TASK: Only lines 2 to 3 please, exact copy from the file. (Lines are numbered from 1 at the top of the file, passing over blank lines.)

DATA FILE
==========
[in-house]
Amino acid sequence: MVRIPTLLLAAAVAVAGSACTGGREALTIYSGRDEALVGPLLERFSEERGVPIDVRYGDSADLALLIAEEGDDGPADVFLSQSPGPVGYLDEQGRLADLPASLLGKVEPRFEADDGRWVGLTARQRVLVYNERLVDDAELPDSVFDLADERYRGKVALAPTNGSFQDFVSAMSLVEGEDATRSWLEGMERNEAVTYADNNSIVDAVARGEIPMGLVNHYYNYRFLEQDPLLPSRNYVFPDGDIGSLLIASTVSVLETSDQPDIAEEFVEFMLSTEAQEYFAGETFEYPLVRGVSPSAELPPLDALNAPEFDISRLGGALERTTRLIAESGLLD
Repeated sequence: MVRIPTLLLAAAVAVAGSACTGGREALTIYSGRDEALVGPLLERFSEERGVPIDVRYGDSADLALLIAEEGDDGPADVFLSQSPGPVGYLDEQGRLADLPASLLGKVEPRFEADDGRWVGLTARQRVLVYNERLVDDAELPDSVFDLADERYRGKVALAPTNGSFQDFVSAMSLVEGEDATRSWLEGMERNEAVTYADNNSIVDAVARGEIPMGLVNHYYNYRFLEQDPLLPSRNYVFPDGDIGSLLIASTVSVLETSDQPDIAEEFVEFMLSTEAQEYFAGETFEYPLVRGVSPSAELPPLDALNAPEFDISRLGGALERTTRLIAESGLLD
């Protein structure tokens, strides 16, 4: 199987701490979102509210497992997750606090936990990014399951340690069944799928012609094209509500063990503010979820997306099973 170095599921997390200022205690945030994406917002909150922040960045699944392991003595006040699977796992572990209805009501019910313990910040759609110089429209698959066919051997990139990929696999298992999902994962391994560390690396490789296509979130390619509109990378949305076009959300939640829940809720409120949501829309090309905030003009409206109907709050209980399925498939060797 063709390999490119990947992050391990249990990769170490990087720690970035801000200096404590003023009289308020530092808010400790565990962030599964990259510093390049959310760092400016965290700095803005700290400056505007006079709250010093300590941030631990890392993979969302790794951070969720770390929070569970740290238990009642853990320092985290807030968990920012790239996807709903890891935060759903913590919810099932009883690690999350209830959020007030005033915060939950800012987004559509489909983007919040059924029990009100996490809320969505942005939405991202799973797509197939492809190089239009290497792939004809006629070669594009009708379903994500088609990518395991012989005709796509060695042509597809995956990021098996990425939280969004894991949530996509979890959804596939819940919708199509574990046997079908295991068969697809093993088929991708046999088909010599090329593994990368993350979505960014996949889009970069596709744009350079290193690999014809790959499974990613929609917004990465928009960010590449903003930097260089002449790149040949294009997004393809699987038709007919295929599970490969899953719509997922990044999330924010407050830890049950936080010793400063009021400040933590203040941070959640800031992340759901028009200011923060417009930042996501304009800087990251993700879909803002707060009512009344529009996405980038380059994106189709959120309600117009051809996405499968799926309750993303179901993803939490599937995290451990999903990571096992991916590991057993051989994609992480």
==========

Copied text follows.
Amino acid sequence: MVRIPTLLLAAAVAVAGSACTGGREALTIYSGRDEALVGPLLERFSEERGVPIDVRYGDSADLALLIAEEGDDGPADVFLSQSPGPVGYLDEQGRLADLPASLLGKVEPRFEADDGRWVGLTARQRVLVYNERLVDDAELPDSVFDLADERYRGKVALAPTNGSFQDFVSAMSLVEGEDATRSWLEGMERNEAVTYADNNSIVDAVARGEIPMGLVNHYYNYRFLEQDPLLPSRNYVFPDGDIGSLLIASTVSVLETSDQPDIAEEFVEFMLSTEAQEYFAGETFEYPLVRGVSPSAELPPLDALNAPEFDISRLGGALERTTRLIAESGLLD
Repeated sequence: MVRIPTLLLAAAVAVAGSACTGGREALTIYSGRDEALVGPLLERFSEERGVPIDVRYGDSADLALLIAEEGDDGPADVFLSQSPGPVGYLDEQGRLADLPASLLGKVEPRFEADDGRWVGLTARQRVLVYNERLVDDAELPDSVFDLADERYRGKVALAPTNGSFQDFVSAMSLVEGEDATRSWLEGMERNEAVTYADNNSIVDAVARGEIPMGLVNHYYNYRFLEQDPLLPSRNYVFPDGDIGSLLIASTVSVLETSDQPDIAEEFVEFMLSTEAQEYFAGETFEYPLVRGVSPSAELPPLDALNAPEFDISRLGGALERTTRLIAESGLLD